Russia is on the 64th place in the world in terms of generating electricity from wind (16.8 MW). The largest wind farm in the country with the capacity of 5.1 MW is operating in the Kaliningrad region. A wind farm with a planned output of 300 MW is under construction in Kalmykia. Unlike in Western countries, in Russia "green energy" has not received sufficient support from the government. In Europe, wind power is subsidized, and in the U.S. it is supported by tax benefits. In Russia, the model of capacity payments is used that contains an investment component, but it did not lead to a boom in the use of renewable energy.

Wind energy will be making its way to Russia in a roundabout way, in the form of additional capacities of industrial enterprises that are increasingly considering the price of electricity and the potential to reduce costs in this area. Companies will be able to receive at least some energy from their own small wind farms.

Russia is not in a hurry to run large-scale projects in the field of alternative energy. However, the implementation of large projects and large-scale introduction of small wind turbines in the domestic sector could provide a significant increase in the volumes in the manufacturing sector, particularly in mechanical engineering and metallurgy.

"Wind power in Russia is not developed because there is virtually no support from the government. Like in any other industry, all new beginnings (especially in a country like Russia) require government support. And in every country where today we see a very high level of renewable energy and wind energy development in the first place, in the beginning the government very actively supported this type of energy,"  co-chairman of the environmental group " Ekozaschita" Vladimir Spivyak told He stressed that in Russia, despite the great potential of wind and solar energy, renewable energy has never been perceived as realistic. "We act like a nation that is doing well and that does not care about anything and let others who do not have enough energy engage in this. But, in practice, this is the wrong approach to energy development in principle. As a result of this mistaken approach, in a very large market that emerged just in the last decade, Russia does not take any position at all. This market is very actively growing, attracting a huge amount of investment around the world, it has its own leaders and constantly developing technology that is becoming increasingly more efficient."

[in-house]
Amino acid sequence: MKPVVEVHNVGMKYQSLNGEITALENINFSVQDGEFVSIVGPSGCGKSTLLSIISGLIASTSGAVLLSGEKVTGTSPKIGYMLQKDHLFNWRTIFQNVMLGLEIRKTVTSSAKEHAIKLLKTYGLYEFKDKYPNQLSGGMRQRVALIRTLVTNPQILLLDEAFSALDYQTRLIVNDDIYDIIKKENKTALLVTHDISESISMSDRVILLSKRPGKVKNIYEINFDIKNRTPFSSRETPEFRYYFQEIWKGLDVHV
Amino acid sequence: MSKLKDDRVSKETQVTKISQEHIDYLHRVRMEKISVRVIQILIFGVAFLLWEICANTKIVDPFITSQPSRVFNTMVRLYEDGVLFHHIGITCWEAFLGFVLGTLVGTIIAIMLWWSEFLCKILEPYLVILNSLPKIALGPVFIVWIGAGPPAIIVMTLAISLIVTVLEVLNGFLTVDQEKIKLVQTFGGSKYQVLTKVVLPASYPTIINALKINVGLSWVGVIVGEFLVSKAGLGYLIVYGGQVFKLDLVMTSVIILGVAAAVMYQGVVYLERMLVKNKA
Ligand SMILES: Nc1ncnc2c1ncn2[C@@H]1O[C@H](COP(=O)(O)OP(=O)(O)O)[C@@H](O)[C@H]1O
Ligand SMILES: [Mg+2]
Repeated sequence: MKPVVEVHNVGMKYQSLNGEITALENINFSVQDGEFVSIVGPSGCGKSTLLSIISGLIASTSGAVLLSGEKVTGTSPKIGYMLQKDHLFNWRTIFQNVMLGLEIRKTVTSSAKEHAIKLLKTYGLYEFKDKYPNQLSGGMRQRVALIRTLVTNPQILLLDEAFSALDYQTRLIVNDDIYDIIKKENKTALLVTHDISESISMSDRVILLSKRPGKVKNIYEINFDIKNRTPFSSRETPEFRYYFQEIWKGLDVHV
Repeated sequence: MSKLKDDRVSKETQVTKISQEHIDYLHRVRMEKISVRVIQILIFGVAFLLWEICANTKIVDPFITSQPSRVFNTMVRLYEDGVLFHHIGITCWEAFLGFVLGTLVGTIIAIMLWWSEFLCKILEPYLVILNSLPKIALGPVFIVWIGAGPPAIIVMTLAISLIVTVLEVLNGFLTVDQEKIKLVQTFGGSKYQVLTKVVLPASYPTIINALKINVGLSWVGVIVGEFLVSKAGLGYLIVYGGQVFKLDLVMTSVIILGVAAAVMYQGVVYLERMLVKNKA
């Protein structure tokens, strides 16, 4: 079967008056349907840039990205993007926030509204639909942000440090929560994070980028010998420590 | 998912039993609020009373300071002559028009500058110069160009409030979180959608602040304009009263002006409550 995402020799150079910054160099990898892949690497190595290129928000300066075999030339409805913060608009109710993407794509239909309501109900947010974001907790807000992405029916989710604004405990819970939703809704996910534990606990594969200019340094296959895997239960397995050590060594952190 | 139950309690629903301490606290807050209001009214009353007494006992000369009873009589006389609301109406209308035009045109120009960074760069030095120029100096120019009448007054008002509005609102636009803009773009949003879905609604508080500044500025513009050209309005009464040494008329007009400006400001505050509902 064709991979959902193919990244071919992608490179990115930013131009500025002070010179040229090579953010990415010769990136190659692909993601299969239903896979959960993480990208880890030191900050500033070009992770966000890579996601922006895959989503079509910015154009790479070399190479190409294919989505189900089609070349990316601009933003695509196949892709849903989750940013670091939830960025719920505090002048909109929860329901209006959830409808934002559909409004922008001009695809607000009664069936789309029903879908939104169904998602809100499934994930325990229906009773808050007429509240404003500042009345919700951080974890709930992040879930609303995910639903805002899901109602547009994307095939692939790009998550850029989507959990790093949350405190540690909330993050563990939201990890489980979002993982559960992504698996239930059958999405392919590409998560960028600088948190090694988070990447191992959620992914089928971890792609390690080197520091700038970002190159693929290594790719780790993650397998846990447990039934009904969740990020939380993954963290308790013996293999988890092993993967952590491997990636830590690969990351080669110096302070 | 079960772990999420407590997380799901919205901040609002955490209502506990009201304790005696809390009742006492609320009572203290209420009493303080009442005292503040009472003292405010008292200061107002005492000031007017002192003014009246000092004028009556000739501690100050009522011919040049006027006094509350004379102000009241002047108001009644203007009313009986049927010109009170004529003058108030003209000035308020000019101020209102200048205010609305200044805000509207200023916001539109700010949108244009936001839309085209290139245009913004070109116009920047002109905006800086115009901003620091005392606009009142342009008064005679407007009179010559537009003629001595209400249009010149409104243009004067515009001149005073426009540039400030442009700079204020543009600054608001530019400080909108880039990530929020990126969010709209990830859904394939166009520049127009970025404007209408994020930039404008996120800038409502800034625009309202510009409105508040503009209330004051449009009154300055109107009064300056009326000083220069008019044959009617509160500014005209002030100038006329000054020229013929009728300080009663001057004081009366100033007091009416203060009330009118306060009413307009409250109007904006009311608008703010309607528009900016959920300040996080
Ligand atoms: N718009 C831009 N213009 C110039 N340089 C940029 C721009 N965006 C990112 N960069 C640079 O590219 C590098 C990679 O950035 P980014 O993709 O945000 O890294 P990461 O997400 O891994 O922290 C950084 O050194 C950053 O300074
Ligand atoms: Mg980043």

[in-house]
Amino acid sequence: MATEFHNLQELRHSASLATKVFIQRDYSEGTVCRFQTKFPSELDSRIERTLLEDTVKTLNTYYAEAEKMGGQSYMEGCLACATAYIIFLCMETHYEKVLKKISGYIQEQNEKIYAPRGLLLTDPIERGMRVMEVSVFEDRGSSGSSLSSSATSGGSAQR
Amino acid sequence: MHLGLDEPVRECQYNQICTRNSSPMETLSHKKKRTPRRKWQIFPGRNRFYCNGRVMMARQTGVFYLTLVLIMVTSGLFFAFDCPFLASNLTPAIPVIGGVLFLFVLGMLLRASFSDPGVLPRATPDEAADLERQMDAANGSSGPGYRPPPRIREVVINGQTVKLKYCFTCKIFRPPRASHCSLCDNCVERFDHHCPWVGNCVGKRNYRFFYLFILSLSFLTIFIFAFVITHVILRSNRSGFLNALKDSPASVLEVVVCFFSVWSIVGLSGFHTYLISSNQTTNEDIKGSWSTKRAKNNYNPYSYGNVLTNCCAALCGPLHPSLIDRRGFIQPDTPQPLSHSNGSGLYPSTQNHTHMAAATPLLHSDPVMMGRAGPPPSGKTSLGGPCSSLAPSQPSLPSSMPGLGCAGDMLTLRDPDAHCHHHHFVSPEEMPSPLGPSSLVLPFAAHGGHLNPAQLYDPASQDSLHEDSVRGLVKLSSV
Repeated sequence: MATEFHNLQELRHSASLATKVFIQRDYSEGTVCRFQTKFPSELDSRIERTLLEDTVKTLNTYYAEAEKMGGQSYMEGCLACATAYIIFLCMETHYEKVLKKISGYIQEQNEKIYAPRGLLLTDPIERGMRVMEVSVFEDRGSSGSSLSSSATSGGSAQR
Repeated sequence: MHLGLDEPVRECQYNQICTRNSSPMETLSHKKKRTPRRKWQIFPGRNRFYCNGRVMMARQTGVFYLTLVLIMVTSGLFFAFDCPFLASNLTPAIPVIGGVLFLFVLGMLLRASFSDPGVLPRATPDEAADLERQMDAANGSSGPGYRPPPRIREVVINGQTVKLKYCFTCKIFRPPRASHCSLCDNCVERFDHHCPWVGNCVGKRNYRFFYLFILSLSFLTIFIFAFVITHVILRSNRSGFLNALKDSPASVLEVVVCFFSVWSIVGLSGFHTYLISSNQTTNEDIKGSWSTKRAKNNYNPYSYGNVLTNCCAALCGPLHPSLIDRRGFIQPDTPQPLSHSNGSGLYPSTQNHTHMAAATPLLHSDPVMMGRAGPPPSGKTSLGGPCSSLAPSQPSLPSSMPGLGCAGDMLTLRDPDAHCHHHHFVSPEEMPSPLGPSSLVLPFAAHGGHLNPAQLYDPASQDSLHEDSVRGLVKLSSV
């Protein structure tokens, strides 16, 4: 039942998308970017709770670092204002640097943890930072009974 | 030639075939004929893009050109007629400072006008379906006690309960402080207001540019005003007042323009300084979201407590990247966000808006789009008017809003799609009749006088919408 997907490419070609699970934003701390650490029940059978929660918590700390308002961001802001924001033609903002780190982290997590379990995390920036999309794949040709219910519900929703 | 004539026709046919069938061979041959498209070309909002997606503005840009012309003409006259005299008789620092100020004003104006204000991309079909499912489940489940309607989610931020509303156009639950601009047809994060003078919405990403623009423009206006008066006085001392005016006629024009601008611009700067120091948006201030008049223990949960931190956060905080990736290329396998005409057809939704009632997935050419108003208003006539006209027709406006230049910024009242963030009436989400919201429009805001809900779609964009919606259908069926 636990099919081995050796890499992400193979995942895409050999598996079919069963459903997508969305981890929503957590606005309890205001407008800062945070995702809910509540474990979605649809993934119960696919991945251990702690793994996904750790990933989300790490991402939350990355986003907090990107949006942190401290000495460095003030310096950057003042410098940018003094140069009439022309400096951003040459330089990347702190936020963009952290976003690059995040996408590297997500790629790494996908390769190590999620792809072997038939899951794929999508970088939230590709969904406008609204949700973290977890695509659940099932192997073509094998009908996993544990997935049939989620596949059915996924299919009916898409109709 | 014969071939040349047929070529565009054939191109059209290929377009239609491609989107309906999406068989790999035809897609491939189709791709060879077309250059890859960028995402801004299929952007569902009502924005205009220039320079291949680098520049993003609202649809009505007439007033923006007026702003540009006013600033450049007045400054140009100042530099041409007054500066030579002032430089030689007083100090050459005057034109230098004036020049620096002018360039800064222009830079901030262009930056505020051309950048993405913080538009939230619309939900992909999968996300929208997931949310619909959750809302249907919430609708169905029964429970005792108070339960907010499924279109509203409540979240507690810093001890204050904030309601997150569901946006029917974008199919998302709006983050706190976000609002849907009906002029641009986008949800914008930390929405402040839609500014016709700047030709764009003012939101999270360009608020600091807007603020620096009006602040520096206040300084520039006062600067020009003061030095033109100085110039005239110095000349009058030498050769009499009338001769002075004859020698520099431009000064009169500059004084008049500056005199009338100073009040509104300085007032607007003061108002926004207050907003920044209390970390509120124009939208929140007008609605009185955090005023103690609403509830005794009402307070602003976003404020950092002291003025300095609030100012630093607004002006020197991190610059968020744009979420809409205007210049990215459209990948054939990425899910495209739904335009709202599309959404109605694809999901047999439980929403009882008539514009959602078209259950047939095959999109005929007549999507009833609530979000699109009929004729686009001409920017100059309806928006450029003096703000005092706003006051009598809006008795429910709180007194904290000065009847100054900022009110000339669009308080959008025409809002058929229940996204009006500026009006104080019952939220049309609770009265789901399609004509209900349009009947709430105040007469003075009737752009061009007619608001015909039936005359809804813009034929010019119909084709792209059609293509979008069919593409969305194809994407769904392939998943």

According to Spivyak, among all sectors of renewable energy, wind energy has the fastest pace of development. Every year a large number of capacity is installed, and investment is increasing. Regarding the role of Russia in this process, the expert is convinced that not everything is lost. "We can now begin supporting these types of energy, and over time, of course, we will catch up with other countries. However, due to the fact that in the last decade no attention was paid to this matter, we will probably invest more money and wait longer until we catch up with others and occupy any position in the market," said the ecologist. He is confident that the world is gradually moving away from traditional fossil energy sources (oil, gas, and coal) and quite clearly focuses on increasing the share of renewable energy sources.

Anatoly Miranovsky